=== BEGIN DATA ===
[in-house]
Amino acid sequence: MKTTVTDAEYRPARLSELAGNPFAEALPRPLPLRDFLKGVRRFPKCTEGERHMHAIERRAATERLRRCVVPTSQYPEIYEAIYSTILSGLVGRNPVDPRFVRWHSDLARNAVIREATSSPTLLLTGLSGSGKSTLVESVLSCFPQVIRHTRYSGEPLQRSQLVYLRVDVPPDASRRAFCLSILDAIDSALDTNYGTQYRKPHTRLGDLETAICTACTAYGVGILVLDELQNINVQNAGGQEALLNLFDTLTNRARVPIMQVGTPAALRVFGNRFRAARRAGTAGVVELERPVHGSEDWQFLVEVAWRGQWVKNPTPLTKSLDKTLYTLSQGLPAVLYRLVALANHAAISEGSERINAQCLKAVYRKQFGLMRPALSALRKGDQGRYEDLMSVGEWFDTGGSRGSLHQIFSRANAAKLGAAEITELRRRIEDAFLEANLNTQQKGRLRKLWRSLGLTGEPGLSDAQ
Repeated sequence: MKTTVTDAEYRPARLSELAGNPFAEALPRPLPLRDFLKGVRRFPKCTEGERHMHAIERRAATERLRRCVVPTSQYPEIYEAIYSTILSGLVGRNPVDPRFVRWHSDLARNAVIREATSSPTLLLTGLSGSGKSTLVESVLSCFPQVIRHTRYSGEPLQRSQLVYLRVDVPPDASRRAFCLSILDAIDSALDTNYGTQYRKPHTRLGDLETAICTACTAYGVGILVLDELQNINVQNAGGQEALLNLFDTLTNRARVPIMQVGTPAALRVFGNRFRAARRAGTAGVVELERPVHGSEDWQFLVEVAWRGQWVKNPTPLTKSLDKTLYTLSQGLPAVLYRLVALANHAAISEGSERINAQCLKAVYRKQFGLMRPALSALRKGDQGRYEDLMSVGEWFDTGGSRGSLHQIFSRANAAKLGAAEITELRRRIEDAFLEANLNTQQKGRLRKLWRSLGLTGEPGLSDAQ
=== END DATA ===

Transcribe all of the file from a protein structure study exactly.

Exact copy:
[in-house]
Amino acid sequence: MKTTVTDAEYRPARLSELAGNPFAEALPRPLPLRDFLKGVRRFPKCTEGERHMHAIERRAATERLRRCVVPTSQYPEIYEAIYSTILSGLVGRNPVDPRFVRWHSDLARNAVIREATSSPTLLLTGLSGSGKSTLVESVLSCFPQVIRHTRYSGEPLQRSQLVYLRVDVPPDASRRAFCLSILDAIDSALDTNYGTQYRKPHTRLGDLETAICTACTAYGVGILVLDELQNINVQNAGGQEALLNLFDTLTNRARVPIMQVGTPAALRVFGNRFRAARRAGTAGVVELERPVHGSEDWQFLVEVAWRGQWVKNPTPLTKSLDKTLYTLSQGLPAVLYRLVALANHAAISEGSERINAQCLKAVYRKQFGLMRPALSALRKGDQGRYEDLMSVGEWFDTGGSRGSLHQIFSRANAAKLGAAEITELRRRIEDAFLEANLNTQQKGRLRKLWRSLGLTGEPGLSDAQ
Repeated sequence: MKTTVTDAEYRPARLSELAGNPFAEALPRPLPLRDFLKGVRRFPKCTEGERHMHAIERRAATERLRRCVVPTSQYPEIYEAIYSTILSGLVGRNPVDPRFVRWHSDLARNAVIREATSSPTLLLTGLSGSGKSTLVESVLSCFPQVIRHTRYSGEPLQRSQLVYLRVDVPPDASRRAFCLSILDAIDSALDTNYGTQYRKPHTRLGDLETAICTACTAYGVGILVLDELQNINVQNAGGQEALLNLFDTLTNRARVPIMQVGTPAALRVFGNRFRAARRAGTAGVVELERPVHGSEDWQFLVEVAWRGQWVKNPTPLTKSLDKTLYTLSQGLPAVLYRLVALANHAAISEGSERINAQCLKAVYRKQFGLMRPALSALRKGDQGRYEDLMSVGEWFDTGGSRGSLHQIFSRANAAKLGAAEITELRRRIEDAFLEANLNTQQKGRLRKLWRSLGLTGEPGLSDAQ